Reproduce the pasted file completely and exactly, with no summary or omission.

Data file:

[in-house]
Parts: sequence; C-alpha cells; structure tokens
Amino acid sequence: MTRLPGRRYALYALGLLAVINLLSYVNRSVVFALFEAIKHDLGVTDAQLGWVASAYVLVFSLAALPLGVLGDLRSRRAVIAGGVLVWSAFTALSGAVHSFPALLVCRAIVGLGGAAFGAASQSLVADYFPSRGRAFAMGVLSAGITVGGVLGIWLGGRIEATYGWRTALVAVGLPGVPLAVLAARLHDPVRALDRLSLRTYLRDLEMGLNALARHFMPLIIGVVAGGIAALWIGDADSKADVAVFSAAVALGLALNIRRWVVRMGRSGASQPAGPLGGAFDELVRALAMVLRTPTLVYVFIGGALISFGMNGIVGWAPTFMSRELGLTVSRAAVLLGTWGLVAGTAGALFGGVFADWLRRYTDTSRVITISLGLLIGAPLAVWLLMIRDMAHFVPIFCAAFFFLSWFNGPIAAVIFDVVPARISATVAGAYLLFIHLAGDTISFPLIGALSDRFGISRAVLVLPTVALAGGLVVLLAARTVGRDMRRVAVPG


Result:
[in-house]
Parts: sequence; C-alpha cells; structure tokens
Amino acid sequence: MTRLPGRRYALYALGLLAVINLLSYVNRSVVFALFEAIKHDLGVTDAQLGWVASAYVLVFSLAALPLGVLGDLRSRRAVIAGGVLVWSAFTALSGAVHSFPALLVCRAIVGLGGAAFGAASQSLVADYFPSRGRAFAMGVLSAGITVGGVLGIWLGGRIEATYGWRTALVAVGLPGVPLAVLAARLHDPVRALDRLSLRTYLRDLEMGLNALARHFMPLIIGVVAGGIAALWIGDADSKADVAVFSAAVALGLALNIRRWVVRMGRSGASQPAGPLGGAFDELVRALAMVLRTPTLVYVFIGGALISFGMNGIVGWAPTFMSRELGLTVSRAAVLLGTWGLVAGTAGALFGGVFADWLRRYTDTSRVITISLGLLIGAPLAVWLLMIRDMAHFVPIFCAAFFFLSWFNGPIAAVIFDVVPARISATVAGAYLLFIHLAGDTISFPLIGALSDRFGISRAVLVLPTVALAGGLVVLLAARTVGRDMRRVAVPG